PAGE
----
It’s relatively easy and cheap to solve most retention problems. Most workers really don’t leave for money. Managers like to hear that “it’s the money” because that shifts the “blame” for losing employees away from managers to the compensation department! Employees often do say, “it’s the money” because that preserves their positive “references”.
If you look at the “real” causes of turnover (through delayed exit interviews and by comparing the “actual” difference in salaries) what you find that people usually don’t leave because of money and that managers control over 75% of the reasons why people leave their jobs! I call these manager controlled reasons for leaving – the “big six”.
When salary offers do have an impact you find what actually happened is that bad management practices caused their employees to look for another job and only after looking, do they then realize they can get more money (and also get treated better) if they leave. The solution to management-related turnover is relatively simple. Raise the workers expectations of how they should be treated by their managers and help managers understand and improve their delivery of the “big 6”!
What are managers’ “people responsibilities” and how to cut your turnover rate in half.
Most managers don’t really know how they are expected to treat their workers? Honest…they don’t. To find out for sure, do a quick survey with 10 20 of your managers and be prepared for a huge variation in what different managers think their “people responsibilities” are. Then compare their perceptions with HR’s expectations. Expect to be “unpleasantly” surprised! Managers are generally not measured or rewarded for excellent people management or for keeping their turnover low. As a result managers are not motivated to find out that “they” might be part of the problem.
What should workers expect from their managers?
A second related “truth” is that employees don’t know what to expect from their managers. They are seldom told specifically that managers should provide them. And except for an occasional 360 degree feedback opportunity no one ever asks them if their expectations of their manager are being met. In order to find out, do a survey (like the one you did for managers) of a small sample of your employees. You will invariably get an even wider range of answers than in your manager’s survey. If workers don’t get the things they need from your managers they will begin looking for it somewhere else!
Getting your managers top own retention
If your people are leaving for a “better job” then HR needs to clear up any confusion and make it a condition of employment for your managers to provide their employees with the things that will make their current job a “better” job!
Start by following these simple steps.
- Step 1 – Tell your managers that excellence in management is a condition of their employment and part of that responsibility is that their employees are satisfied that they are receiving the “big 6”. (Action item Develop a “bad management identification program and transfer the poor performing managers (10%) out of managerial jobs).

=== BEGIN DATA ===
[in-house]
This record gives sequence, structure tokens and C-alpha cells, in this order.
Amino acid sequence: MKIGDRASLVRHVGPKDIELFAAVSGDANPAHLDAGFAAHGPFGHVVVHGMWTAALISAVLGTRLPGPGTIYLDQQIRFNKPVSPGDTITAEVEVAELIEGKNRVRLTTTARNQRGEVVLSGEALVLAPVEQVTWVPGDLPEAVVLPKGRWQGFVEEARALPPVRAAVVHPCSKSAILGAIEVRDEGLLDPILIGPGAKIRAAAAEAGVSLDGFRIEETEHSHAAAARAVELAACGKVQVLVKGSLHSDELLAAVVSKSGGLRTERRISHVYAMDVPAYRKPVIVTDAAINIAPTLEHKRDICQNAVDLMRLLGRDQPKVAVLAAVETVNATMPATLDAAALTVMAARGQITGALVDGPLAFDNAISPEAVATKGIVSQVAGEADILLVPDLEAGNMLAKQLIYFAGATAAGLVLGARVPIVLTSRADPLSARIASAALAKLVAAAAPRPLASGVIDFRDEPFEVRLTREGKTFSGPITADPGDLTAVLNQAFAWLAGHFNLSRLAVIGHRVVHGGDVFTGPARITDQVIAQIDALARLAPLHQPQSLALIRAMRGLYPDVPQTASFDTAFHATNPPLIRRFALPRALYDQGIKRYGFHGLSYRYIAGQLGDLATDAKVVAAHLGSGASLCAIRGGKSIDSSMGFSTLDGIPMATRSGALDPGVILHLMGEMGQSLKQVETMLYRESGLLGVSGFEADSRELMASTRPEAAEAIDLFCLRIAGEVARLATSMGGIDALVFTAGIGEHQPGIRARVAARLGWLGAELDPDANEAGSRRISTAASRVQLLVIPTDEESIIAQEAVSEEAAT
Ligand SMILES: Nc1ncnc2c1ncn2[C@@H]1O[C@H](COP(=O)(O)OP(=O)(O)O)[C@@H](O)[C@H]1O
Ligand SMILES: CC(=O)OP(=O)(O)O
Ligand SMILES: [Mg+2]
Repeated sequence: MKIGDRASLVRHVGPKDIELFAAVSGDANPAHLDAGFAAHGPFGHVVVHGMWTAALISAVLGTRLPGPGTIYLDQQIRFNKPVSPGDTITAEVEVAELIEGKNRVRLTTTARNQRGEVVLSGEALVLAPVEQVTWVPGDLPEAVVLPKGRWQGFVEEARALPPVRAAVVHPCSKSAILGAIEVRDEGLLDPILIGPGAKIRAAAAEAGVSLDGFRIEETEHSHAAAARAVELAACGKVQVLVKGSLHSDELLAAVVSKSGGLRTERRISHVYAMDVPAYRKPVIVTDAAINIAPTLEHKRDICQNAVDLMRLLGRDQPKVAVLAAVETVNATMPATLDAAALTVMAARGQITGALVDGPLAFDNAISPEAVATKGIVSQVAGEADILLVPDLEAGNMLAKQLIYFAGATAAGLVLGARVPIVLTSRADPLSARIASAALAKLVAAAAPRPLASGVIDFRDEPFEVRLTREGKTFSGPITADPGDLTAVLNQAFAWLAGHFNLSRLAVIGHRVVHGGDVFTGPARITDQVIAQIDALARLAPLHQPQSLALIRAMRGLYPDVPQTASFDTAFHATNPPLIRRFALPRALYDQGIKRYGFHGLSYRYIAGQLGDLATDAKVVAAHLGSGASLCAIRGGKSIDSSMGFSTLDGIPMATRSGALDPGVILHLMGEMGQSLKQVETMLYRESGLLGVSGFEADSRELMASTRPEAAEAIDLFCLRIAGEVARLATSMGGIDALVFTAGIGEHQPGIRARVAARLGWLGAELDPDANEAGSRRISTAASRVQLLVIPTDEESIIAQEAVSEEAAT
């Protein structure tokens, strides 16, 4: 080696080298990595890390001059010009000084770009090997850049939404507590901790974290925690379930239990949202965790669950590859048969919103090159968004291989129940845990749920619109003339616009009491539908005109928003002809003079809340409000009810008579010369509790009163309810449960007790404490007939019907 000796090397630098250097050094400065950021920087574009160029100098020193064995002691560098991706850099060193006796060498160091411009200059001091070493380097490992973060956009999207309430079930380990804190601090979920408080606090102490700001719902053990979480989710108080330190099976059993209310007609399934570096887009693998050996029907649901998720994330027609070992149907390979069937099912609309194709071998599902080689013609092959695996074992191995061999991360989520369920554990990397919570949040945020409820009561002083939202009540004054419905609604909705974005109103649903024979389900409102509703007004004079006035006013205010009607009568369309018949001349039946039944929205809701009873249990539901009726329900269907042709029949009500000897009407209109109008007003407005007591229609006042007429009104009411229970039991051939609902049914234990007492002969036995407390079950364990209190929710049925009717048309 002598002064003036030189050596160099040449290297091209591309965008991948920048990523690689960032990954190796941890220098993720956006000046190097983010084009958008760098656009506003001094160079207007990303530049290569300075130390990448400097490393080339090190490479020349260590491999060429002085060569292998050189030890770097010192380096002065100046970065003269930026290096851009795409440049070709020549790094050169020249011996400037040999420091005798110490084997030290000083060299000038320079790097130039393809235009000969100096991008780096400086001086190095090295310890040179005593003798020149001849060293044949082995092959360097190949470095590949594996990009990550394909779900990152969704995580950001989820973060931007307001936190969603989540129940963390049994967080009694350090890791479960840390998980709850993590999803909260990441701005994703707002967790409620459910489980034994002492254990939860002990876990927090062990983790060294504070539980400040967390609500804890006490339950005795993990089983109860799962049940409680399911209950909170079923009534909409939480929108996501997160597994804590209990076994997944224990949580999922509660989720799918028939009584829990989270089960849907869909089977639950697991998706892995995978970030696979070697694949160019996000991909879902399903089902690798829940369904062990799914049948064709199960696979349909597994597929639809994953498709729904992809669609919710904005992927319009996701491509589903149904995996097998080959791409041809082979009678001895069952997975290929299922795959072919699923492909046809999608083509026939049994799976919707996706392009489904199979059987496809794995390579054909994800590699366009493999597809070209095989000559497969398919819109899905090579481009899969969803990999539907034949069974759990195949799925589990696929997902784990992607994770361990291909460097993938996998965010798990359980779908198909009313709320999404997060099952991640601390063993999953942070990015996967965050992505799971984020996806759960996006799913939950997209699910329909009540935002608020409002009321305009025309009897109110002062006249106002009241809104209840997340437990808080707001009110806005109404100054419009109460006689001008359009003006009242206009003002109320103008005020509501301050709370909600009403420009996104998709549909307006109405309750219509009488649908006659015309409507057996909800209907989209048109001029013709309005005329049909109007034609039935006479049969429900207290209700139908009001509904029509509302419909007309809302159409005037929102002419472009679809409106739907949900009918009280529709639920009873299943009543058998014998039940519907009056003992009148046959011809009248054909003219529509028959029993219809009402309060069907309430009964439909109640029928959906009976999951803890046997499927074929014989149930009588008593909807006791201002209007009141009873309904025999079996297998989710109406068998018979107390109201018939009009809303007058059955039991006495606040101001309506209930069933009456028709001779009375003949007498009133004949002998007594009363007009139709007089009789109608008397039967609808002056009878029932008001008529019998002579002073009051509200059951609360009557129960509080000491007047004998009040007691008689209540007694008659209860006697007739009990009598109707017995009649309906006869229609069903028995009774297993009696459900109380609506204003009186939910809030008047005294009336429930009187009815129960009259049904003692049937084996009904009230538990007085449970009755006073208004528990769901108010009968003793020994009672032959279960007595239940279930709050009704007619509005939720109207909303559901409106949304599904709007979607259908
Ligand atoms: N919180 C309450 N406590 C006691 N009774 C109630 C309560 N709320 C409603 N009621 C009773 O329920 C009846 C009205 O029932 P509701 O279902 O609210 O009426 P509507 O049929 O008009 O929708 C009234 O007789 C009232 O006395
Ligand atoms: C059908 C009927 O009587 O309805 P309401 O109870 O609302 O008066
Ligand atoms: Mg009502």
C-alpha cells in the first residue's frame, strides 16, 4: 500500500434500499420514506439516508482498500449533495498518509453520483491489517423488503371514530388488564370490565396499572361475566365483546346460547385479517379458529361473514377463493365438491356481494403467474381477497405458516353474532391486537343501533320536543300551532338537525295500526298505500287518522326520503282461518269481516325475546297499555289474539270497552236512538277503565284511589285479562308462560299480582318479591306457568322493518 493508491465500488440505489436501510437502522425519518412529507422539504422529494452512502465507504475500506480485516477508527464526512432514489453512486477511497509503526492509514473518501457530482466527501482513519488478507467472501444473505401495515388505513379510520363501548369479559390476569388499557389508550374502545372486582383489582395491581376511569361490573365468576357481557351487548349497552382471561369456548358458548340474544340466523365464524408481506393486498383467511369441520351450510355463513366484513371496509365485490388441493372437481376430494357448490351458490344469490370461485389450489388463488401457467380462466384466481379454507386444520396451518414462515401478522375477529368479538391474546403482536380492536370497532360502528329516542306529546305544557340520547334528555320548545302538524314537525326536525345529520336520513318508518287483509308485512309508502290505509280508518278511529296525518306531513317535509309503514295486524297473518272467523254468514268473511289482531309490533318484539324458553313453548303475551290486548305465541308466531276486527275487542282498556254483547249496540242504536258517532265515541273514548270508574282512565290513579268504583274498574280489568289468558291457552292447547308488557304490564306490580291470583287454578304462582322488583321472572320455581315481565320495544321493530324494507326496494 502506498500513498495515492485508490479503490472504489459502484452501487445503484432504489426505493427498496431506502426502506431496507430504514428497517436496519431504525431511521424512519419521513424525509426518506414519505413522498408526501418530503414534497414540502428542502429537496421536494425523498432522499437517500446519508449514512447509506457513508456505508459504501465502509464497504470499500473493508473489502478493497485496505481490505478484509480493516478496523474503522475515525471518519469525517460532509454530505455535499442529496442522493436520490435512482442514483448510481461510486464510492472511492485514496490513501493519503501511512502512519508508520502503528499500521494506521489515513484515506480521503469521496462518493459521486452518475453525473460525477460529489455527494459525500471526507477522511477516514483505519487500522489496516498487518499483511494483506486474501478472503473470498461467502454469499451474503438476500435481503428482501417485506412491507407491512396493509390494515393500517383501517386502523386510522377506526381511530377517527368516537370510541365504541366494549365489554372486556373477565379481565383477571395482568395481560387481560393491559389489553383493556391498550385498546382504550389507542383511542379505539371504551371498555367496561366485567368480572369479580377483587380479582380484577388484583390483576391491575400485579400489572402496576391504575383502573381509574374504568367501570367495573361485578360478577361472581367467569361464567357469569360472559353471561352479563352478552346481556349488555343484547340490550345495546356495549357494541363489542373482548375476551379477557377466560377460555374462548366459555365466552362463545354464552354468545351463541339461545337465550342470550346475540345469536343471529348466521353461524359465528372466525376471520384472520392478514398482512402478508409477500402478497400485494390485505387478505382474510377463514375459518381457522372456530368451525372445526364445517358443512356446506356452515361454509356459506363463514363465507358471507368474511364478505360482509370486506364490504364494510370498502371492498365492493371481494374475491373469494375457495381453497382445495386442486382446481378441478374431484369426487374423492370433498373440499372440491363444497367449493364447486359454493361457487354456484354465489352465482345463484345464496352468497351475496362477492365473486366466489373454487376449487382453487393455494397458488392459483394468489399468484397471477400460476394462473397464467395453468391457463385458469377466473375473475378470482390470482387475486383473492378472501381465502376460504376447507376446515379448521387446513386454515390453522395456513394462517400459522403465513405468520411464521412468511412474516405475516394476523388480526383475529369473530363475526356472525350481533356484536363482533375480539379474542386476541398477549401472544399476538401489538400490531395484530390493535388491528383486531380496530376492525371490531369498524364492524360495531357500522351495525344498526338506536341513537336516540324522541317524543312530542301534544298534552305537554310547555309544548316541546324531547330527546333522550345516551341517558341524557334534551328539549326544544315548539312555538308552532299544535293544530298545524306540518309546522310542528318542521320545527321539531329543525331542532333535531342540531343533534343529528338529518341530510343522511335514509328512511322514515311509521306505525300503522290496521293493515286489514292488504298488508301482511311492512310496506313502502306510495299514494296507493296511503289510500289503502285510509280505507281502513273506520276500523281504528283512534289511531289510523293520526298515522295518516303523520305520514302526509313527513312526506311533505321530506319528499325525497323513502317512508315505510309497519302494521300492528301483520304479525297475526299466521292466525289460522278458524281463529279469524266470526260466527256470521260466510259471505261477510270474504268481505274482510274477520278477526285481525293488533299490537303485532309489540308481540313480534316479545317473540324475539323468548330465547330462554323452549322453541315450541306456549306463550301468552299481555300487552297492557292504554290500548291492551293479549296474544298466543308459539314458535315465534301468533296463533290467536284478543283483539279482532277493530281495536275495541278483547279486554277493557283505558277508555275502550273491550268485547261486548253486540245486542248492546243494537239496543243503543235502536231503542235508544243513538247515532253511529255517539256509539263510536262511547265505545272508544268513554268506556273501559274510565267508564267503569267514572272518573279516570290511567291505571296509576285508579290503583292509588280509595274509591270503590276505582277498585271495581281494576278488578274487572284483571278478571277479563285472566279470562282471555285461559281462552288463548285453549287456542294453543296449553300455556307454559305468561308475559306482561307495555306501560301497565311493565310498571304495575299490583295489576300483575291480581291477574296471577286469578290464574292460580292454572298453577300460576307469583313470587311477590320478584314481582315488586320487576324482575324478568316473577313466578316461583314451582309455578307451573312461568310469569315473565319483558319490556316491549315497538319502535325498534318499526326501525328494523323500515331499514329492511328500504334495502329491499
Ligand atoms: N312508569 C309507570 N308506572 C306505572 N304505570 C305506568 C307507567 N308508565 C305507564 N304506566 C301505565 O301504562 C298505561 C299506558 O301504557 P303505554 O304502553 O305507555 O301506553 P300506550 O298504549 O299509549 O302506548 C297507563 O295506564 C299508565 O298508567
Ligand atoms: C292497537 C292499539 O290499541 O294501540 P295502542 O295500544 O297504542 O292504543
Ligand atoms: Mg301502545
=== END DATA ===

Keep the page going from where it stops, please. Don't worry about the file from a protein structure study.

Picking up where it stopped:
- Step 2 – Have HR develop a reward and periodic measurement system (a 360 degree feedback mechanism can also work) to see if managers are delivering on the “big 6”. (Action item–Make at least 10% of a managers’ pay based on the delivery of the big 6 and the retention of top performers. Do random interviews with employees to check if they are satisfied with the “big 6”).
- Step 3 – Have HR develop tools to teach managers how to improve their delivery of the “big 6”. (Action item Develop peer-manager coaches that assist managers that need help and on-line Intranet management training).
- Step 4 – Educate your workers to expect the “big 6”, no exceptions, no excuses. (Action item put the big 6 on the back of their employee ID cards and add it to their assessment of their managers).
- Step 5 – Watch your turnover rate drop like a rock!
The “Big 6”
Tell your workers they can expect
each of the following things:
- Honest, frequent two way communication, including rapid, constructive confrontation of issues (Min. standards Monthly “how am I doing meetings, proactive confrontation and resolution of issues).
- Challenging and exciting work (Min. standards Every employee has a challenge plan and is periodically asked to rate their degree of job excitement).
- Continual opportunities to grow and learn (Min. standards Individual learning plans and managers are rewarded for developing their employees).
- Being recognized and rewarded for my performance (Min. standards Every employee has at least ___% of their pay tied to output. Monthly more of/ less of meetings with managers. Forced ranking of all employees so all know where they stand. Escalation option for those that feel they are unfairly treated).
- Some degree of control over my job / life (Min. standards ___hours a month of flexible time, Opportunity for dropping undesirable duties, one day a week “job rotation, dream job list jointly developed with manager).
- Knowing their work makes a difference (Min. standards Cross functional opportunities to meet with the “up and downstream” coworkers/ customers. Periodic reports on the impact of their (their team’s) work)
- The “big 7”? – An excellent argument can be made that the manager can also significantly influence compensation in many firms. It is also certainly true that compensation is so interrelated with recognition and the other big 6 issues that taking compensation out of manager’s hands weakens their ability to retain talent.
By telling employees up-front that managers have control over compensation you force them to discuss pay on a one on one basis (one of the toughest topics to confront) with their workers. After managers overcome the” my hands are tied” compensation hurdle (excuse), other individual communication on the “big 6” issues is much easier!
© October, 1998
As seen on Gately Consulting